For an American president, the first inaugural address sets the stage for the four years to follow. The second inaugural address, on the other hand, focuses on a much longer legacy.
Barack Obama’s speech on Monday made it clear he hopes his legacy will be a new era of Democratic dominance in America.
As countless commentators have noted, Obama’s speech was a vigorous defence of liberalism. The first half of the eighteen-minute address sounded like an extended rebuttal of Ronald Reagan’s 1981 inaugural, in which the Republican standard-bearer declared,
“Government is not the solution to our problems; government is the problem.” Obama countered: “The commitments we make to each other through Medicare and Medicaid and Social Security, these things do not sap our initiative, they strengthen us.”
Yet the president’s speech laid the groundwork not only for a liberal future, but for a Democratic one. Obama spoke about women’s rights and black civil rights. He made history when he used the word “gay”, a first for inaugural addresses. It was his words on immigration, however, that made it clear he had a new Democratic majority in mind.
The 2012 election had many stories, but perhaps the most important was the demographic one: as America’s population becomes increasingly non-white, the Democrats have assembled a “coalition of the ascendant”. The Republicans, on the other hand, have an ever-whiter, and ever-smaller, base. Unless it attracts minority voters, the GOP will spend the next generation out of power.
Since the election, Republicans have made it clear they’re eying the Hispanic vote. “If Republicans do not do better in the Hispanic community,” said Ted Cruz, a newly-elected Tea Party Republican senator from Texas, “in a few short years Republicans will no longer be the majority party in our state… If that happens, no Republican will ever again win the White House.”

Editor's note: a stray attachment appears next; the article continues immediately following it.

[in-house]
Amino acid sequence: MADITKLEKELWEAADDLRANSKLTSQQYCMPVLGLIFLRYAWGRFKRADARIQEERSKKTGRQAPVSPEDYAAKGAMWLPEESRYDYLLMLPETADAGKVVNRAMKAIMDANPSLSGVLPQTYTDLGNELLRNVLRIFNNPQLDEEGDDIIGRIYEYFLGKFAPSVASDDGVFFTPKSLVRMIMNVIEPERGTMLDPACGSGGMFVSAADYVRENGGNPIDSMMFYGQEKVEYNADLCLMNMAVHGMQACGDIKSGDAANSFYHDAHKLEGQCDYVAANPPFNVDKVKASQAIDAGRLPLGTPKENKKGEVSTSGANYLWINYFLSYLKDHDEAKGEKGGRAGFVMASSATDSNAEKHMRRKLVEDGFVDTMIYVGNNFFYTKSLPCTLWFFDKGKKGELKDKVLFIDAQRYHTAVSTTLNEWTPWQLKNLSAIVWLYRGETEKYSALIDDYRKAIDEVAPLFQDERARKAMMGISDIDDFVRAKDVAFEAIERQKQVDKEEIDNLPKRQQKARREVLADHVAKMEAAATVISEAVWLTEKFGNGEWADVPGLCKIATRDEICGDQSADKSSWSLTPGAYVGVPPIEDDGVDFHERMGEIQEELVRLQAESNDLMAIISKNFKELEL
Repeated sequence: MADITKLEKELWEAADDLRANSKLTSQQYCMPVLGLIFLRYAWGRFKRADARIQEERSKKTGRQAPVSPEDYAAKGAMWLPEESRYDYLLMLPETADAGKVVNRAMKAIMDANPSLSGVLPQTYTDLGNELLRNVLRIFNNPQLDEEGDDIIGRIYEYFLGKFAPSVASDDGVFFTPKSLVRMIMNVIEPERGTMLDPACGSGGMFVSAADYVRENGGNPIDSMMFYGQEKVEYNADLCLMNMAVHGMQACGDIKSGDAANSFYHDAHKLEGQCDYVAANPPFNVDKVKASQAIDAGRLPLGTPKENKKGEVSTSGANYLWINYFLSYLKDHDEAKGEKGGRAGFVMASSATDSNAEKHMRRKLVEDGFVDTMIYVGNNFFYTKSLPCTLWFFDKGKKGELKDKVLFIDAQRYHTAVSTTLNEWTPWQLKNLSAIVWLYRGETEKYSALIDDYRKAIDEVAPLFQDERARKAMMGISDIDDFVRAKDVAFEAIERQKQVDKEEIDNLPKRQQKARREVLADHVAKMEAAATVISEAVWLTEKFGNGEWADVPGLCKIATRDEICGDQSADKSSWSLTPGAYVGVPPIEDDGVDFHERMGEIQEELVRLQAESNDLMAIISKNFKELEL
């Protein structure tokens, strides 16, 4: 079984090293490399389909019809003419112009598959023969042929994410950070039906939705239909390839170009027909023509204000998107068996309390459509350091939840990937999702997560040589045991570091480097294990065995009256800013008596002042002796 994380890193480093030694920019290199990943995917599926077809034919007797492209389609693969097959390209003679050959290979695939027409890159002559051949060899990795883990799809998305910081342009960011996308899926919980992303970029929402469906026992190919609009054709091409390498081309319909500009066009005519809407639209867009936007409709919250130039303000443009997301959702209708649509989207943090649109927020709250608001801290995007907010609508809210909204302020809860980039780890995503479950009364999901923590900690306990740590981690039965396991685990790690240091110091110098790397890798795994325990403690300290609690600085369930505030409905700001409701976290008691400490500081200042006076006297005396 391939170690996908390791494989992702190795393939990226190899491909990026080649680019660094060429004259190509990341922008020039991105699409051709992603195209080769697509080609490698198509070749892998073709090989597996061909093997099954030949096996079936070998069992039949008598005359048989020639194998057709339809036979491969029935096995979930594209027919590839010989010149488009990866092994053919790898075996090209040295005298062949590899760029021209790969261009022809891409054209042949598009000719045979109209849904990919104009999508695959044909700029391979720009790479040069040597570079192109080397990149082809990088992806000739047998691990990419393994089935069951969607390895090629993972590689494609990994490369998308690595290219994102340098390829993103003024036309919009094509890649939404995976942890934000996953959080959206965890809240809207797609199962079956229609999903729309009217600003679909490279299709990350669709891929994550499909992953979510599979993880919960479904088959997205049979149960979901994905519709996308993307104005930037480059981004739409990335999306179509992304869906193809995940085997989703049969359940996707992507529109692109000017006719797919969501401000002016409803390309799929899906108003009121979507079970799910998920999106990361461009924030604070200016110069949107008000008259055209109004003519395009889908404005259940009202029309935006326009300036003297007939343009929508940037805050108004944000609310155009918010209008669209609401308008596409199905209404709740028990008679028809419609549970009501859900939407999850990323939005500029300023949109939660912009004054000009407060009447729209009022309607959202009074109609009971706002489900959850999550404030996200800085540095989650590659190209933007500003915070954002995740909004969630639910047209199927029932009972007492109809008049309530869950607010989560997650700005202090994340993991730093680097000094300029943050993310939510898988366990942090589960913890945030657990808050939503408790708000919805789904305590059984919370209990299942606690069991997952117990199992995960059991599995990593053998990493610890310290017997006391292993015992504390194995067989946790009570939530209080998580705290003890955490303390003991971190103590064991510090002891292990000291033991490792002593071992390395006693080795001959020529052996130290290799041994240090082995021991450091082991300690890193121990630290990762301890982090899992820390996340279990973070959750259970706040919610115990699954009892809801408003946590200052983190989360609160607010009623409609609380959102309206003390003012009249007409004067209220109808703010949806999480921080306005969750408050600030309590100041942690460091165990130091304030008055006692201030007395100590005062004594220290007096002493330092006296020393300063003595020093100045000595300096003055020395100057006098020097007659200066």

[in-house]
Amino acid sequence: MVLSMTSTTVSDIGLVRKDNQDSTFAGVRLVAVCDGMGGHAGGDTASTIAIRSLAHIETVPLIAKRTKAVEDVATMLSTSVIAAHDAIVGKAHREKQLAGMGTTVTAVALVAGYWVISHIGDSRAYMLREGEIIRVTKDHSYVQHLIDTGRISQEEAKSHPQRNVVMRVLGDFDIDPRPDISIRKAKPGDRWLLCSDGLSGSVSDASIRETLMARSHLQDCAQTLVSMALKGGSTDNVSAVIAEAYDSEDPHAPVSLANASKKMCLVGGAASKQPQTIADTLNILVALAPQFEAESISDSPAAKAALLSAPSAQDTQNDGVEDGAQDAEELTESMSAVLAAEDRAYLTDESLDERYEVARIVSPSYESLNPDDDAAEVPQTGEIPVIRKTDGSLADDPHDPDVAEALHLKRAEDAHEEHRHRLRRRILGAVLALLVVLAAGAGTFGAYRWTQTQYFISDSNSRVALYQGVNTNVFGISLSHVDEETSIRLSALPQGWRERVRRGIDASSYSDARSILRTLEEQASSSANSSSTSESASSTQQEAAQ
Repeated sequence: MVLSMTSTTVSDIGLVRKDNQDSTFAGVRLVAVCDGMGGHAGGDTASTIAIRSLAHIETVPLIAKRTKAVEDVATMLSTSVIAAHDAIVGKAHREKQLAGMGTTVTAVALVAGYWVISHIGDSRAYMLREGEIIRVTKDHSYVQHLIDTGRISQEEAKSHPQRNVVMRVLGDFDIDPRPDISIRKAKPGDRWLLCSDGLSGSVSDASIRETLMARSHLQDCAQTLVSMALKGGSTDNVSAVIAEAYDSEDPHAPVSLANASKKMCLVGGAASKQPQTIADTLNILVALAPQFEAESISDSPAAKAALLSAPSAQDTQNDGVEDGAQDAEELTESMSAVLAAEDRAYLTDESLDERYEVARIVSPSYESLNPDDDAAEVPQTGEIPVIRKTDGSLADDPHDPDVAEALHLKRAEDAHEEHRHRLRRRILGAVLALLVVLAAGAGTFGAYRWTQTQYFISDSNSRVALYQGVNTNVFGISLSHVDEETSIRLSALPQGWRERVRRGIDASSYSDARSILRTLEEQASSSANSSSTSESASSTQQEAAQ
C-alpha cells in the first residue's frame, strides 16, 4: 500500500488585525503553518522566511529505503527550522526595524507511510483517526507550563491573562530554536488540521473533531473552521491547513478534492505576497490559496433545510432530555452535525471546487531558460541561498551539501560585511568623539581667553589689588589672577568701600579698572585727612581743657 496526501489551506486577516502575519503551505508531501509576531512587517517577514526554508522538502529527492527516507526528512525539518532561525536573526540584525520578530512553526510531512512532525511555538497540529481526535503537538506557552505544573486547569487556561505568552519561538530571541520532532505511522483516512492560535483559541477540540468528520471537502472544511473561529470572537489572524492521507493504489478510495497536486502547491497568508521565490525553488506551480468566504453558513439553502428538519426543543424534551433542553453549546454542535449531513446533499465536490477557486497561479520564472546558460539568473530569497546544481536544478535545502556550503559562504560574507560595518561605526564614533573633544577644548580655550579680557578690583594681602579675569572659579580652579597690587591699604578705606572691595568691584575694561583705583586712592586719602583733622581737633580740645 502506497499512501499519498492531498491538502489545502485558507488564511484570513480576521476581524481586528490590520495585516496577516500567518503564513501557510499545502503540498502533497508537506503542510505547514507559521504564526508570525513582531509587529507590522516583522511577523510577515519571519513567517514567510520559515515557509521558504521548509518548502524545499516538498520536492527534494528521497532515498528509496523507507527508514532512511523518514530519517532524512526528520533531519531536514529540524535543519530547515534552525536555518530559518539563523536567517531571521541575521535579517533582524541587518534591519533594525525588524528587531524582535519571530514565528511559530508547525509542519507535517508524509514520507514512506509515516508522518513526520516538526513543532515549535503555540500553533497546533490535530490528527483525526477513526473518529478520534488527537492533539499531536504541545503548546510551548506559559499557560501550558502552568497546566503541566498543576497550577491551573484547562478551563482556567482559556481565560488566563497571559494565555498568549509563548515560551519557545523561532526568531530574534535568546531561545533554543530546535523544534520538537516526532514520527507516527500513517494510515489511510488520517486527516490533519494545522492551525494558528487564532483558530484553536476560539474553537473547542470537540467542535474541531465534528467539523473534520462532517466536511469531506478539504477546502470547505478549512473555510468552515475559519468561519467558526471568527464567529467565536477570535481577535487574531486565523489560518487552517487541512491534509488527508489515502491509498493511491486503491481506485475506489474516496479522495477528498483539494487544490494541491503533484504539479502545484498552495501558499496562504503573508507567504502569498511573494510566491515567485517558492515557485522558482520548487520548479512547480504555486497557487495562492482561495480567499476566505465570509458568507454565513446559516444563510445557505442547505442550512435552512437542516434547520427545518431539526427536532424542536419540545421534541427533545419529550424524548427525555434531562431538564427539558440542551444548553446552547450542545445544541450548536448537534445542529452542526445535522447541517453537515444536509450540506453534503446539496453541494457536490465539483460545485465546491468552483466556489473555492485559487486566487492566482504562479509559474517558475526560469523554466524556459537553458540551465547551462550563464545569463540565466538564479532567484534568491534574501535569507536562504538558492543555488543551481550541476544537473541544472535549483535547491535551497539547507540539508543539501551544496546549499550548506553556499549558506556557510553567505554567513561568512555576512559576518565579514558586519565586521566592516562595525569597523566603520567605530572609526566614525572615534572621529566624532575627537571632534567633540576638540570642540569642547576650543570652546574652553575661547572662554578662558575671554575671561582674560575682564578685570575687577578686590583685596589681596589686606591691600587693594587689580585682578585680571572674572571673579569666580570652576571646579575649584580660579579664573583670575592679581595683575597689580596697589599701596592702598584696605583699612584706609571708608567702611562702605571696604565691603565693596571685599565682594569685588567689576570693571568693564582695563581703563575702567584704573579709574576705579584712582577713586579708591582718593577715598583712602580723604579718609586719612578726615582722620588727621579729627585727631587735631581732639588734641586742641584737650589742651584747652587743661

At his inauguration, Obama sought to block Republican efforts to woo Hispanics. “Our journey is not complete,” he insisted, “until we find a better way to welcome the striving, hopeful immigrants who still see America as a land of opportunity.”
Nor would it be complete, he continued, “until bright young students and engineers are enlisted in our workforce rather than expelled from our country.” The sentiment carried great weight after an election in which Republicans’ most welcoming immigration stance was Mitt Romney’s call for “self-deportation.”
Nor was the inaugural address the president’s only attempt to tighten the bonds between the Democratic Party and Hispanic voters. Associate Supreme Court Justice Sonia Sotamayor, an Obama appointee and the first Hispanic justice, delivered Vice-President Joe Biden’s oath of office. Richard Blanco read the inaugural poem, the first Hispanic (and first openly gay man) to do so. The benediction came from Cuban-born Luis Leon, a Pedro Pan refugee.
Leon served as a reminder of just how much the GOP’s demographic problem is one of its own making. In 2005, Leon became the first Latino to offer the inaugural benediction – thanks to George W. Bush, who had just won re-election. That year Bush won 44% of the Hispanic vote, far more than Romney’s 27% in 2012.
What happened? Bush, a Texan, carefully cultivated the Hispanic vote with his relatively liberal immigration views and his “compassionate conservatism”. But in late 2005, conservative Republicans introduced a draconian immigration bill that levied hefty fines and prison sentences on undocumented workers. This triggered wide-scale immigration rights protests that elicited troubling remarks from conservatives, who called the protests “ominous” and “repellent”. Hispanic support for the Republican Party plummeted.
Reminding Hispanics of that history helps solidify their ties to the Democratic Party. But putting immigration reform front-and-centre also wedges an already-fractured GOP. The party remains split between immigration hardliners and those who see reform as the only way to heal the rift between Hispanic voters and Republicans.
Leading the charge for reform is Florida Senator Marco Rubio, who has moved left on the issue and now shares much common ground with President Obama and the Democrats. As a front-runner for his party’s nomination in 2016, Rubio holds sway on immigration. In the process, though, he’s making enemies among some conservatives. In working with Democrats, Rubio may very well find himself with little support among the Republican base.
Four years ago, Barack Obama talked of immigration in personal terms: his father was Kenyan, so Obama understood the experience of first-generation Americans. On Monday, he spoke in much broader language, tying the immigrant dream not only to the nation’s founding but to its future. In making immigrants – both citizens and undocumented residents – central to his vision of a liberal America, he sought to strengthen the bonds between key voting blocs and the Democratic Party. If those bonds endure, that vision is likely to become a reality.